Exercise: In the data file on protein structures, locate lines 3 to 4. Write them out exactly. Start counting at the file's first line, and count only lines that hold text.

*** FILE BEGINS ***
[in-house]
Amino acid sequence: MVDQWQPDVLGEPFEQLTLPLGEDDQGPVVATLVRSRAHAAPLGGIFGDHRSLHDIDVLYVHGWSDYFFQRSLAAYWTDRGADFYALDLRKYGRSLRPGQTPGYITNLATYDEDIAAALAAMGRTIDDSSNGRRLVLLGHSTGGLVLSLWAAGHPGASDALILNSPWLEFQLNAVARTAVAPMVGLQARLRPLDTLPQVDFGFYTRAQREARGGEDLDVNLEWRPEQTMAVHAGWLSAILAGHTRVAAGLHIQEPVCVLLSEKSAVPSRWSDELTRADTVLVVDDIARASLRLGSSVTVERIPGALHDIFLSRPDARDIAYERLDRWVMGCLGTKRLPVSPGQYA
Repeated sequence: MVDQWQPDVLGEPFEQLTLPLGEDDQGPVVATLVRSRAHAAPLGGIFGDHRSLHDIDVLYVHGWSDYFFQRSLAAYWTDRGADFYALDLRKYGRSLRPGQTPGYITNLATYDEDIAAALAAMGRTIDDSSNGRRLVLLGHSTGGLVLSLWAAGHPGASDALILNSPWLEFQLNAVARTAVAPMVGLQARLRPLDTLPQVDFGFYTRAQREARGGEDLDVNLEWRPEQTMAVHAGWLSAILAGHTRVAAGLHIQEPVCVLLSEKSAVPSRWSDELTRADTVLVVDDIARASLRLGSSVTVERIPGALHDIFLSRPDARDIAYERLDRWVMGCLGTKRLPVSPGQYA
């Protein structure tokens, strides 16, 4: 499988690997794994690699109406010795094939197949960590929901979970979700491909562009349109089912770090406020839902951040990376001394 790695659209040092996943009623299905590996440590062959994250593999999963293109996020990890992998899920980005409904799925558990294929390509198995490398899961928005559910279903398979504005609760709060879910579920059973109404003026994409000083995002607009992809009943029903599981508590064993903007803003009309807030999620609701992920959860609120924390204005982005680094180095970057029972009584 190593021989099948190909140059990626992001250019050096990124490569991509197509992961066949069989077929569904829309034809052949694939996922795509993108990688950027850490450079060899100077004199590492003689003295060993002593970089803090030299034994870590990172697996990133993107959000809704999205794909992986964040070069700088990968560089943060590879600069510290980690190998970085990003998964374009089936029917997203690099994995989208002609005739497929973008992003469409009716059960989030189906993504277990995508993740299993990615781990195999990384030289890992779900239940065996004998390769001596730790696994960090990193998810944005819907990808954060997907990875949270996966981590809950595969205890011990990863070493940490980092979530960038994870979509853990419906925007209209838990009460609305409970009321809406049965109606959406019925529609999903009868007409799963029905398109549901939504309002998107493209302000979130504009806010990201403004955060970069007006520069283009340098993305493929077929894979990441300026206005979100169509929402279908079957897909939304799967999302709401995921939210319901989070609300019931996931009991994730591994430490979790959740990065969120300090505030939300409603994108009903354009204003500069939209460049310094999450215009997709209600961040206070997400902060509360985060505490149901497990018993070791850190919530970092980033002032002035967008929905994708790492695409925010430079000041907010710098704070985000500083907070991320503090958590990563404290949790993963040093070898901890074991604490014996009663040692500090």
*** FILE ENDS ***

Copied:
Repeated sequence: MVDQWQPDVLGEPFEQLTLPLGEDDQGPVVATLVRSRAHAAPLGGIFGDHRSLHDIDVLYVHGWSDYFFQRSLAAYWTDRGADFYALDLRKYGRSLRPGQTPGYITNLATYDEDIAAALAAMGRTIDDSSNGRRLVLLGHSTGGLVLSLWAAGHPGASDALILNSPWLEFQLNAVARTAVAPMVGLQARLRPLDTLPQVDFGFYTRAQREARGGEDLDVNLEWRPEQTMAVHAGWLSAILAGHTRVAAGLHIQEPVCVLLSEKSAVPSRWSDELTRADTVLVVDDIARASLRLGSSVTVERIPGALHDIFLSRPDARDIAYERLDRWVMGCLGTKRLPVSPGQYA
């Protein structure tokens, strides 16, 4: 499988690997794994690699109406010795094939197949960590929901979970979700491909562009349109089912770090406020839902951040990376001394 790695659209040092996943009623299905590996440590062959994250593999999963293109996020990890992998899920980005409904799925558990294929390509198995490398899961928005559910279903398979504005609760709060879910579920059973109404003026994409000083995002607009992809009943029903599981508590064993903007803003009309807030999620609701992920959860609120924390204005982005680094180095970057029972009584 190593021989099948190909140059990626992001250019050096990124490569991509197509992961066949069989077929569904829309034809052949694939996922795509993108990688950027850490450079060899100077004199590492003689003295060993002593970089803090030299034994870590990172697996990133993107959000809704999205794909992986964040070069700088990968560089943060590879600069510290980690190998970085990003998964374009089936029917997203690099994995989208002609005739497929973008992003469409009716059960989030189906993504277990995508993740299993990615781990195999990384030289890992779900239940065996004998390769001596730790696994960090990193998810944005819907990808954060997907990875949270996966981590809950595969205890011990990863070493940490980092979530960038994870979509853990419906925007209209838990009460609305409970009321809406049965109606959406019925529609999903009868007409799963029905398109549901939504309002998107493209302000979130504009806010990201403004955060970069007006520069283009340098993305493929077929894979990441300026206005979100169509929402279908079957897909939304799967999302709401995921939210319901989070609300019931996931009991994730591994430490979790959740990065969120300090505030939300409603994108009903354009204003500069939209460049310094999450215009997709209600961040206070997400902060509360985060505490149901497990018993070791850190919530970092980033002032002035967008929905994708790492695409925010430079000041907010710098704070985000500083907070991320503090958590990563404290949790993963040093070898901890074991604490014996009663040692500090």